Pam upgraded her MAC to macOS BigSur, but now her all in one printer/scanner can't scan unless she uses the software itself. Leo says it sounds like her printer needs a new firmware update or printer driver to do it. He recommends going to the printer manufacturer to download the latest firmware and drivers for your printer.
Tony has a lot of slides and images to scan. He bought a Brother scanner to do it, but the quality isn't that good. Leo says that Scanners are much better now, with up to 1200 DPI available. Leo recommends the Epson Fast Foto, it has a sheet feed to scan prints. About $600. But you likely have everything you need with a decent digital camera. Set up an easel and put your image on it. Have some ambient light. And then just take the picture one at a time. Slides, on the other hand, is another issue. It needs backlit lighting to illuminate the slide image.
If you have a bunch of photos you want to scan, Leo actually recommends getting an easel, tripod, digital camera, and good lighting. Put your picture on the easel, snap a digital photo, rinse and repeat. Modern cameras are so high-resolution that they can take pretty good photos of pictures when angled right. An alternative is to ask a service like ScanCafe, which takes mailed photos and scans them for you. Costco also has a scanning service of their own, where you can bring your pictures to them before they convert them.
John has a Fujitsu ScanSnap to scan business cards into his Mac. But a recent update doesn't support macOS anymore. Nor will it support the images that get scanned. Leo says it's probably because of 32-bit software that macOS doesn't support anymore. As such, many companies are dropping functions, rather than try and retrofit the software to work. According to the Chatroom, Fujitsu is making new software, they're just killing the old version.
Todd has over 50,000 45RPM record collection from running a jukebox vending machine company back in the day. How can he organize them? Can he use optional character recognition (OCR) and his mobile phone to create a database? He could then take them online and sell them. Leo says as long as the label is easy to read, he can definitely do it. There are dozens, if not more, OCR scanning apps that can create it. He'll want an easel to hold the record still.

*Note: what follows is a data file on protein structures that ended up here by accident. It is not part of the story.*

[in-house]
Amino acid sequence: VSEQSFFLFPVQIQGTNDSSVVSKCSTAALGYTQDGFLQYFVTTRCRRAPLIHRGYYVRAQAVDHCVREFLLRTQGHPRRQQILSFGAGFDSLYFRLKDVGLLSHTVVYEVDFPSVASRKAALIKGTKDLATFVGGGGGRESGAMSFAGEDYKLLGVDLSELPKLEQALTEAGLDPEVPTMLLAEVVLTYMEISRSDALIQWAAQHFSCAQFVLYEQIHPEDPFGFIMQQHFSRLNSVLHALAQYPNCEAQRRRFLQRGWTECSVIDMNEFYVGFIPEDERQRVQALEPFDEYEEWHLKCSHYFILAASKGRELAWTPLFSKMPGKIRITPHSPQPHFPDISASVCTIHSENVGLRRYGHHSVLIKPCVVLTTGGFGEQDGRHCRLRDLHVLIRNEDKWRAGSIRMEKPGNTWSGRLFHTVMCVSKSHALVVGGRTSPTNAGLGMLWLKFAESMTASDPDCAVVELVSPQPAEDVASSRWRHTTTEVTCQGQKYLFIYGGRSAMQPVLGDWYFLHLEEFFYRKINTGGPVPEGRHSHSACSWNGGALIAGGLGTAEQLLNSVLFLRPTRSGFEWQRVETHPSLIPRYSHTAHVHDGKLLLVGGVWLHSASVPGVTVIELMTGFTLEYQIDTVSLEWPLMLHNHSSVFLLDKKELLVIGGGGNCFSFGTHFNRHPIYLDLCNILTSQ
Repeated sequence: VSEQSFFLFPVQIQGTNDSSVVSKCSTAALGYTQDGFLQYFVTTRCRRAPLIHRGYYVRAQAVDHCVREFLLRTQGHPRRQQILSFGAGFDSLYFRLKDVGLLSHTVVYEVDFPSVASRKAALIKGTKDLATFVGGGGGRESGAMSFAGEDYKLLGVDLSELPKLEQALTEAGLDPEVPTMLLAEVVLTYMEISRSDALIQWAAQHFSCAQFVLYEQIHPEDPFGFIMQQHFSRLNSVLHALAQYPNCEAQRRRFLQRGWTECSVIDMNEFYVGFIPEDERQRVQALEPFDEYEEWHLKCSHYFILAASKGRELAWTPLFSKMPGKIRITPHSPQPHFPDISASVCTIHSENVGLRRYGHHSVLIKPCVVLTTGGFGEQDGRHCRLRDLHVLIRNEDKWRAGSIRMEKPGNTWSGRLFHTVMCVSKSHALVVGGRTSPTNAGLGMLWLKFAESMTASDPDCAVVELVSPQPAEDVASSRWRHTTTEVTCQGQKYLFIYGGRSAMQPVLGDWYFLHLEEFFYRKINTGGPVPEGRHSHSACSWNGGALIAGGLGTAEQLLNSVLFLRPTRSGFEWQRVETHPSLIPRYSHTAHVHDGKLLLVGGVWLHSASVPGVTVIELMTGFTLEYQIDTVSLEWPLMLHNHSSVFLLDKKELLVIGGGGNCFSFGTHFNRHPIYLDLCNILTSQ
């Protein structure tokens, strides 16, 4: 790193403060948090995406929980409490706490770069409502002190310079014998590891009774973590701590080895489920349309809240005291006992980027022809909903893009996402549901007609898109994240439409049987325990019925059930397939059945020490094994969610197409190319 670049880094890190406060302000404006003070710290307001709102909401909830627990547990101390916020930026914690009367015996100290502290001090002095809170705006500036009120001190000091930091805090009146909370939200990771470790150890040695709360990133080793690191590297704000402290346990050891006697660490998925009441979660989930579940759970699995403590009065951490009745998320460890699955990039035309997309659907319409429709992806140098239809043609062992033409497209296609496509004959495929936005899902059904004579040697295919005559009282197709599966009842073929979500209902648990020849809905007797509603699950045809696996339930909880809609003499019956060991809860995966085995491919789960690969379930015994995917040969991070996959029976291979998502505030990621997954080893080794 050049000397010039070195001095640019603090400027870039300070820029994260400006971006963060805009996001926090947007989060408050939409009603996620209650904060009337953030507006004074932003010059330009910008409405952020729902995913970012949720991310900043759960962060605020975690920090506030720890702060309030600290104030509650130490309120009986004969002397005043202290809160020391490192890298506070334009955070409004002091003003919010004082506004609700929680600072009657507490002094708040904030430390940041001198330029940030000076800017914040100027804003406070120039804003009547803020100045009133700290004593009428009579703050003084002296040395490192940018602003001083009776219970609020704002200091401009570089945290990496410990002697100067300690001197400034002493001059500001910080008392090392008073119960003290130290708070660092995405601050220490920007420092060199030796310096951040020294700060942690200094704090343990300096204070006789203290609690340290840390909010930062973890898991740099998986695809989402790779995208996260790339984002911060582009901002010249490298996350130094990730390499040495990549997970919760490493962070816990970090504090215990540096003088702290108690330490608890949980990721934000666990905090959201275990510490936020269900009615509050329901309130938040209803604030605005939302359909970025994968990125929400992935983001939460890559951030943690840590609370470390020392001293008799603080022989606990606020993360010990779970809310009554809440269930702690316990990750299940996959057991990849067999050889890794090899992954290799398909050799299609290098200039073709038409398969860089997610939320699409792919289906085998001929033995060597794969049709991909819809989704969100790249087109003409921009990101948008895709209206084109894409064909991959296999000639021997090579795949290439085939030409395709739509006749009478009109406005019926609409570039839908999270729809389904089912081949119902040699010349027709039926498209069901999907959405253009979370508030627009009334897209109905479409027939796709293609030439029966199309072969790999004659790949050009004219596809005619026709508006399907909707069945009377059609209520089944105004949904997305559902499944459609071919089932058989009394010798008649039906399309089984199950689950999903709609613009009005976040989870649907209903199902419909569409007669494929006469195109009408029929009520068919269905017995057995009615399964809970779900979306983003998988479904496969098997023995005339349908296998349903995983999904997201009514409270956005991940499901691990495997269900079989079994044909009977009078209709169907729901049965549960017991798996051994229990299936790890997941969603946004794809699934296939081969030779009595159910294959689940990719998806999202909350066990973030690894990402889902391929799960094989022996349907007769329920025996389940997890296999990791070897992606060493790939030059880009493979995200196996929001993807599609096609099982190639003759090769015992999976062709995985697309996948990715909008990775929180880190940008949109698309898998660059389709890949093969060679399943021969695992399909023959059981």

Ann wants to scan a huge amount of documents. Is there some sort of sheet feeder she can add to her old scanner? Leo says you can't really add onto it, but that scanner is so old that it's time to get a new one. Leo recommends a scanner that comes with a sheet feeder and can scan at a page per second. It'll also save automatically to your computer and from there, you can move it online, to an external hard drive, anywhere you want. But Leo recommends being sure she backs up online. What are the chances that the format she uses will be future proof?
Bill has over 30,000 slides he needs to digitize. Leo says that 30,000 slides are untenable to digitize. So Leo recommends triaging and culling that number to a more manageable collection of those he absolutely must archive. Then go to a company like ScanCafe.com. They will not only digitize them, but they will clean them and then save them to a DVD or thumb drive for him to have. He also wants to tag the photos with metadata like when, where, and who. Leo says Camera Bits PhotoMechanic is great for that.
Lori wants to make a photo book of her dad's photos. She needs to scan them. Should she use a phone app or get a scanner? Leo says the Epson Fast Photo is excellent because it handles photos through a sheet feeder. But it's not cheap. Your phone or camera app will work. You just have to be sure it's evenly lit. There are a ton of apps that can do it. PhotoScan. PhotoMyne. Another option is ScanCafe, which will send you a box that you can fill and then send it to them and they will not only scan the images but clean them up and color correct them. Then they send it back with a DVD.
Sarah would like to go paperless in her office. How can she do that? Rich says that Sarah's Samsung Galaxy Note 10 has a built-in scanner capability and you can simply take a picture of your stuff and then use a scanning app that will then store your documents into the cloud, like in Evernote or Google Drive. Evernote's premium edition lets you search within it. But it's also proprietary, so Rich says that Google Drive is a better option. Scannable is Rich's favorite (iOS only). Google Drive will also directly scan using the "plus sign."
Jim got a slide scanning machine to scan his slides, but he doesn't have software for it. Where can he get it? Leo says that there's a third-party driver called VueScan at Hamrich.com. It's an old-time TWAIN driver that supports a wide array of scanners. You can get it at https://www.hamrick.com. It's worth paying for as well.